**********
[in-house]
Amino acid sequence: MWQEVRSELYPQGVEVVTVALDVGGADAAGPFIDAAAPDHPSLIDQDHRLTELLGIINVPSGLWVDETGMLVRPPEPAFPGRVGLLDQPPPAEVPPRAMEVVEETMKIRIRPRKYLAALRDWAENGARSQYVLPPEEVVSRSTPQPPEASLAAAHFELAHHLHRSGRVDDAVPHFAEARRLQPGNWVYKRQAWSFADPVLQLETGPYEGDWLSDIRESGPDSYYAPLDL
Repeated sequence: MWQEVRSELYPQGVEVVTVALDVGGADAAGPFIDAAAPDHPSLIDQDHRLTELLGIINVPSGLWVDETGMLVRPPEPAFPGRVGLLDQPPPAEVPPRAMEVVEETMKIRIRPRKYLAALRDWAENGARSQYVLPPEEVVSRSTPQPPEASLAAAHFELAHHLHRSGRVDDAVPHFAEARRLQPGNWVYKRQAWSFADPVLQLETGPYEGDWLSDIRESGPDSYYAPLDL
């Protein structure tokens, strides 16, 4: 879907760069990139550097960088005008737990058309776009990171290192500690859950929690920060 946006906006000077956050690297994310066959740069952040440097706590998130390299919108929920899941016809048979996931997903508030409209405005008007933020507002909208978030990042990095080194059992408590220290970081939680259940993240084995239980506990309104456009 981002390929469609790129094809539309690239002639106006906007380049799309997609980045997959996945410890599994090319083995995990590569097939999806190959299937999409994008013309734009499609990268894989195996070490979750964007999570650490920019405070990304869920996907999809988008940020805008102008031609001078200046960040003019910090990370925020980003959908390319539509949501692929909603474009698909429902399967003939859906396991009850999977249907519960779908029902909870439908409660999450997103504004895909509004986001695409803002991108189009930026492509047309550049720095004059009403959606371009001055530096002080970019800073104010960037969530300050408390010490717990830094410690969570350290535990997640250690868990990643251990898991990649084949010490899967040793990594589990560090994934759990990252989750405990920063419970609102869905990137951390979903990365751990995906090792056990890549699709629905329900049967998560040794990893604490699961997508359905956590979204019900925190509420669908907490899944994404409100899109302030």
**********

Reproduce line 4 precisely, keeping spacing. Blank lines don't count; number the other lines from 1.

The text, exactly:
């Protein structure tokens, strides 16, 4: 879907760069990139550097960088005008737990058309776009990171290192500690859950929690920060 946006906006000077956050690297994310066959740069952040440097706590998130390299919108929920899941016809048979996931997903508030409209405005008007933020507002909208978030990042990095080194059992408590220290970081939680259940993240084995239980506990309104456009 981002390929469609790129094809539309690239002639106006906007380049799309997609980045997959996945410890599994090319083995995990590569097939999806190959299937999409994008013309734009499609990268894989195996070490979750964007999570650490920019405070990304869920996907999809988008940020805008102008031609001078200046960040003019910090990370925020980003959908390319539509949501692929909603474009698909429902399967003939859906396991009850999977249907519960779908029902909870439908409660999450997103504004895909509004986001695409803002991108189009930026492509047309550049720095004059009403959606371009001055530096002080970019800073104010960037969530300050408390010490717990830094410690969570350290535990997640250690868990990643251990898991990649084949010490899967040793990594589990560090994934759990990252989750405990920063419970609102869905990137951390979903990365751990995906090792056990890549699709629905329900049967998560040794990893604490699961997508359905956590979204019900925190509420669908907490899944994404409100899109302030």